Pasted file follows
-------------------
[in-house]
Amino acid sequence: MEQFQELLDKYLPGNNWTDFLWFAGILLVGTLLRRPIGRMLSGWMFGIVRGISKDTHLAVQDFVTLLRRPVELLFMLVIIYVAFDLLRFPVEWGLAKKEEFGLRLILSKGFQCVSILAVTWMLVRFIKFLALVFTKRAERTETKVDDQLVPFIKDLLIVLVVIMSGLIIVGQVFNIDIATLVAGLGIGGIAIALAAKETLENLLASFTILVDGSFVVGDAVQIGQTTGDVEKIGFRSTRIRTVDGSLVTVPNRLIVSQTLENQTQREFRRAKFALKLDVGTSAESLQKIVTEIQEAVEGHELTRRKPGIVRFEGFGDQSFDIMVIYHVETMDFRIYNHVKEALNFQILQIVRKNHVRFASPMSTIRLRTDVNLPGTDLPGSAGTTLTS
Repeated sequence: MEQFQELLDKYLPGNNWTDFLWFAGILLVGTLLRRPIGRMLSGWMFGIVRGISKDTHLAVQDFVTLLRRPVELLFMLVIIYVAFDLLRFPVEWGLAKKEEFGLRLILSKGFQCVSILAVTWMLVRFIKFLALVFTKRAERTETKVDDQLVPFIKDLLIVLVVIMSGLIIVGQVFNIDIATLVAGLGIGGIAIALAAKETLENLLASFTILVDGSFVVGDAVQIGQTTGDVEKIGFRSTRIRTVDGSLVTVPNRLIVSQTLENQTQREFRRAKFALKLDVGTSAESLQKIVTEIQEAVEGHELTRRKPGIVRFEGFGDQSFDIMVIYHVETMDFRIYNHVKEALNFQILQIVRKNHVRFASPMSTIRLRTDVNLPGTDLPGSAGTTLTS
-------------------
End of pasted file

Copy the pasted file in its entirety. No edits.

[in-house]
Amino acid sequence: MEQFQELLDKYLPGNNWTDFLWFAGILLVGTLLRRPIGRMLSGWMFGIVRGISKDTHLAVQDFVTLLRRPVELLFMLVIIYVAFDLLRFPVEWGLAKKEEFGLRLILSKGFQCVSILAVTWMLVRFIKFLALVFTKRAERTETKVDDQLVPFIKDLLIVLVVIMSGLIIVGQVFNIDIATLVAGLGIGGIAIALAAKETLENLLASFTILVDGSFVVGDAVQIGQTTGDVEKIGFRSTRIRTVDGSLVTVPNRLIVSQTLENQTQREFRRAKFALKLDVGTSAESLQKIVTEIQEAVEGHELTRRKPGIVRFEGFGDQSFDIMVIYHVETMDFRIYNHVKEALNFQILQIVRKNHVRFASPMSTIRLRTDVNLPGTDLPGSAGTTLTS
Repeated sequence: MEQFQELLDKYLPGNNWTDFLWFAGILLVGTLLRRPIGRMLSGWMFGIVRGISKDTHLAVQDFVTLLRRPVELLFMLVIIYVAFDLLRFPVEWGLAKKEEFGLRLILSKGFQCVSILAVTWMLVRFIKFLALVFTKRAERTETKVDDQLVPFIKDLLIVLVVIMSGLIIVGQVFNIDIATLVAGLGIGGIAIALAAKETLENLLASFTILVDGSFVVGDAVQIGQTTGDVEKIGFRSTRIRTVDGSLVTVPNRLIVSQTLENQTQREFRRAKFALKLDVGTSAESLQKIVTEIQEAVEGHELTRRKPGIVRFEGFGDQSFDIMVIYHVETMDFRIYNHVKEALNFQILQIVRKNHVRFASPMSTIRLRTDVNLPGTDLPGSAGTTLTS